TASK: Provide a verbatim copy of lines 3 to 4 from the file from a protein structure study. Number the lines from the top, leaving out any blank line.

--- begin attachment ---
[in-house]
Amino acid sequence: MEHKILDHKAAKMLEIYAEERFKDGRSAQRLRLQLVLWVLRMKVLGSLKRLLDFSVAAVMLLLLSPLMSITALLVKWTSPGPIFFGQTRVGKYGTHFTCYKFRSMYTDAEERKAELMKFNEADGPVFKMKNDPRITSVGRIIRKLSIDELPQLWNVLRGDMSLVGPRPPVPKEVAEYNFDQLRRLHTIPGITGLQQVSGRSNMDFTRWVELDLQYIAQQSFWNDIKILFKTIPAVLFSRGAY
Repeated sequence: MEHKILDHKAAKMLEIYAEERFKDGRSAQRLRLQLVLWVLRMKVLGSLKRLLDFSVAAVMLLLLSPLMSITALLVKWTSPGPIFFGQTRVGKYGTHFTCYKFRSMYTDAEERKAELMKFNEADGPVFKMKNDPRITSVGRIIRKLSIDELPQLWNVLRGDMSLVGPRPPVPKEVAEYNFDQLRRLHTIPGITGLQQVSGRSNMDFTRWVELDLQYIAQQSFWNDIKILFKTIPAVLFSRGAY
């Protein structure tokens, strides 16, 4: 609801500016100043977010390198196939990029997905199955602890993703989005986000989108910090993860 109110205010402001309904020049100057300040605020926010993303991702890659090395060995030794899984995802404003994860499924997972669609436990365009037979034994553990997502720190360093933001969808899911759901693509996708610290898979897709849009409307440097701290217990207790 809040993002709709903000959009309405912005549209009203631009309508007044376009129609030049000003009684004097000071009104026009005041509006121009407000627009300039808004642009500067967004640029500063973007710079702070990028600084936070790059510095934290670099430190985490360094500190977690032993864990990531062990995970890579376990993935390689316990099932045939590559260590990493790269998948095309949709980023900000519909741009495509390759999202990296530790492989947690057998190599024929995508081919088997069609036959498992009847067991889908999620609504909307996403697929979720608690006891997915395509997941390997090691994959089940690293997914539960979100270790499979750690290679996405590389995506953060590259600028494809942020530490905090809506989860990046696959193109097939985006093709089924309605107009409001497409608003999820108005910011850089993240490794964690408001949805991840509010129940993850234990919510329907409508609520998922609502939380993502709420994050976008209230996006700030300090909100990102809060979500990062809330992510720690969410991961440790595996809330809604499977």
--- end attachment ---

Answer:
Repeated sequence: MEHKILDHKAAKMLEIYAEERFKDGRSAQRLRLQLVLWVLRMKVLGSLKRLLDFSVAAVMLLLLSPLMSITALLVKWTSPGPIFFGQTRVGKYGTHFTCYKFRSMYTDAEERKAELMKFNEADGPVFKMKNDPRITSVGRIIRKLSIDELPQLWNVLRGDMSLVGPRPPVPKEVAEYNFDQLRRLHTIPGITGLQQVSGRSNMDFTRWVELDLQYIAQQSFWNDIKILFKTIPAVLFSRGAY
């Protein structure tokens, strides 16, 4: 609801500016100043977010390198196939990029997905199955602890993703989005986000989108910090993860 109110205010402001309904020049100057300040605020926010993303991702890659090395060995030794899984995802404003994860499924997972669609436990365009037979034994553990997502720190360093933001969808899911759901693509996708610290898979897709849009409307440097701290217990207790 809040993002709709903000959009309405912005549209009203631009309508007044376009129609030049000003009684004097000071009104026009005041509006121009407000627009300039808004642009500067967004640029500063973007710079702070990028600084936070790059510095934290670099430190985490360094500190977690032993864990990531062990995970890579376990993935390689316990099932045939590559260590990493790269998948095309949709980023900000519909741009495509390759999202990296530790492989947690057998190599024929995508081919088997069609036959498992009847067991889908999620609504909307996403697929979720608690006891997915395509997941390997090691994959089940690293997914539960979100270790499979750690290679996405590389995506953060590259600028494809942020530490905090809506989860990046696959193109097939985006093709089924309605107009409001497409608003999820108005910011850089993240490794964690408001949805991840509010129940993850234990919510329907409508609520998922609502939380993502709420994050976008209230996006700030300090909100990102809060979500990062809330992510720690969410991961440790595996809330809604499977």